According to a recent analysis, global sovereign debt should rise by 9.5 percent to a record $71.6 trillion in 2022; moreover, new borrowing should stay high.
According to Janus Henderson’s second annual Sovereign Debt Index, the United States, Japan, and China are likely to lead a 9.5 percent growth in global government debt. The great majority of nations should boost borrowing. Global government debt increased 7.8% to $65.4 trillion in 2021, as every country evaluated increased borrowing. Still, debt payment expenses fell to a historic low of $1.01 trillion; representing an effective interest rate of just 1.6 percent.
On the other hand, debt servicing expenses should grow dramatically in 2022; they should rise by about 14.5 percent to $1.16 trillion on a constant-currency basis. The United Kingdom will be hit most by increasing interest rates, rising inflation on large amounts of U.K. index-linked debt, and the expenses of unwinding the Bank of England’s quantitative easing program.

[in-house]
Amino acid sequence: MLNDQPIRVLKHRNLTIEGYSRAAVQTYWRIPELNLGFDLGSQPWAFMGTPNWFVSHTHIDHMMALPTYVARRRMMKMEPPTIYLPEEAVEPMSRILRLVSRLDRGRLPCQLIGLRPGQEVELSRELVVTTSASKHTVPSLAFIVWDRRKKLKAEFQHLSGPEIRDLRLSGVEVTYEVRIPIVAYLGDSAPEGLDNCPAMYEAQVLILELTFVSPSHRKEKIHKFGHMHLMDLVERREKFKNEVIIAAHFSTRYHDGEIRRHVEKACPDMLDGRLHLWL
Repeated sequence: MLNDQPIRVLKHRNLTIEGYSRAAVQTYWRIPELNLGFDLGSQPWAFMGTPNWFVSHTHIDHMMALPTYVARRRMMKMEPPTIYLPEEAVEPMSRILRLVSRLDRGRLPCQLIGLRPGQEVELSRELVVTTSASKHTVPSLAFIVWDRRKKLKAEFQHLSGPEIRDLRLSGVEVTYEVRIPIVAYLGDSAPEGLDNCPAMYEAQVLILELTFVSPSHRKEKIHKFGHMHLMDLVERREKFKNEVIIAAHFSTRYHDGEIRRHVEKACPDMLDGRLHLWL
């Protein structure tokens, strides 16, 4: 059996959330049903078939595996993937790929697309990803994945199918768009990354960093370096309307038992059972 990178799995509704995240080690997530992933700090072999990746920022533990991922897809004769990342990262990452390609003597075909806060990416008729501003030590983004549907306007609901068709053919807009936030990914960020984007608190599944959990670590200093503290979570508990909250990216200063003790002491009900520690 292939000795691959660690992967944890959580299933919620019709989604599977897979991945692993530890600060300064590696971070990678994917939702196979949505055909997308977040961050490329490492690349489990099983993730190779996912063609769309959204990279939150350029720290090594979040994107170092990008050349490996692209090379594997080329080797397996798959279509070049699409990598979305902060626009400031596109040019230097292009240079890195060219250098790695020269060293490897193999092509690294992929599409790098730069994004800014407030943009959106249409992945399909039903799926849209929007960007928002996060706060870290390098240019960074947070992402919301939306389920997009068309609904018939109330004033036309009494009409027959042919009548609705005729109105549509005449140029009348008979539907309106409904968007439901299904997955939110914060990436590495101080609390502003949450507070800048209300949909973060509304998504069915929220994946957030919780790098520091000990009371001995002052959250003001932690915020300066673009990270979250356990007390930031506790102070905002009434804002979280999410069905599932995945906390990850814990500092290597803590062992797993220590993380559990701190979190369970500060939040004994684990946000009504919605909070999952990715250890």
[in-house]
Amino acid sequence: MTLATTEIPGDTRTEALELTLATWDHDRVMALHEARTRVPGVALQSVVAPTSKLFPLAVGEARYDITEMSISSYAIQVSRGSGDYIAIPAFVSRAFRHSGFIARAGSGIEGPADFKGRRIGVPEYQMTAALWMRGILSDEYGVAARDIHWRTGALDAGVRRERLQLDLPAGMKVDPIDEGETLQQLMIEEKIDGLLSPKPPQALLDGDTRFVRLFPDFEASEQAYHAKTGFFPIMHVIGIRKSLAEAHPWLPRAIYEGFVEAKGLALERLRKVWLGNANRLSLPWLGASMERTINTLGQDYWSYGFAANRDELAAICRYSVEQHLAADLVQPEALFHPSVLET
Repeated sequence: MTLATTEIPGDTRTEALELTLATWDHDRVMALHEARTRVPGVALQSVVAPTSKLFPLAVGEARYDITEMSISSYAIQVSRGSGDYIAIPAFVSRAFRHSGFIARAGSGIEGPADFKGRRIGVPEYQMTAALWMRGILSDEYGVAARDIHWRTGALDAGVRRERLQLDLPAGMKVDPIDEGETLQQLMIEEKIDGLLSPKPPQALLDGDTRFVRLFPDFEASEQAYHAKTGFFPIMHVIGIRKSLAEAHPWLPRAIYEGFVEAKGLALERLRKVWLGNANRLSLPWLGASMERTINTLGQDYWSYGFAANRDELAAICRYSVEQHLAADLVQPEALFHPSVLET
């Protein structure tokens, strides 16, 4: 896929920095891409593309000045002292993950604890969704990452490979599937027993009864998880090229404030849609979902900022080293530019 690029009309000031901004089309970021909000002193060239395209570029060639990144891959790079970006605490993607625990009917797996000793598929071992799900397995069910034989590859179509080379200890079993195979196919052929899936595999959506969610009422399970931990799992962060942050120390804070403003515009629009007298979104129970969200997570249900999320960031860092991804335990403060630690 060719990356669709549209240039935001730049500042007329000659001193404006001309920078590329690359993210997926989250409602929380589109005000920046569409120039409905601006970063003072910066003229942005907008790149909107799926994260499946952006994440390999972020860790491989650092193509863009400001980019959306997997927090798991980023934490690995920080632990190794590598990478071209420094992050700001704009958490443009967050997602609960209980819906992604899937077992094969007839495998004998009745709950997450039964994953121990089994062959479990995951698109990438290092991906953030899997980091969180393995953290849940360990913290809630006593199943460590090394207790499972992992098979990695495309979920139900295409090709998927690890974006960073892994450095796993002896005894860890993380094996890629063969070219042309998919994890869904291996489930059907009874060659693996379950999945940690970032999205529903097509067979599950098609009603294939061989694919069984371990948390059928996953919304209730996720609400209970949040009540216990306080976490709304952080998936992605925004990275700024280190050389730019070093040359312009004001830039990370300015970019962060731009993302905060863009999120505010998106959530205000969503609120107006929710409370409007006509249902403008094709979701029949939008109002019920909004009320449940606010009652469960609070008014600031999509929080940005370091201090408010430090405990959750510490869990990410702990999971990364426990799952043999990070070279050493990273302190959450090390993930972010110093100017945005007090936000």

Germany has already pledged to increase defense expenditure to more than 2% of GDP; it marked a significant policy shift in the aftermath of Russia’s invasion of Ukraine; moreover, it contributed 100 billion euros ($110 billion) to a fund for its armed forces.
During the first few years of the epidemic, central banks lowered interest rates to unprecedented lows to aid weak economies. Monetary policy convergence became a topic.
However, as central banks in the United States, the United Kingdom, Europe, Canada, and Australia look to tighten policy strings to contain inflation, Janus Henderson noted that divergence is now emerging as a key theme as China continues to try to stimulate the economy with a more accommodative policy stance. Payne noted that this discrepancy presents chances for investors in short-term bonds that are less vulnerable to market circumstances, citing two areas in particular.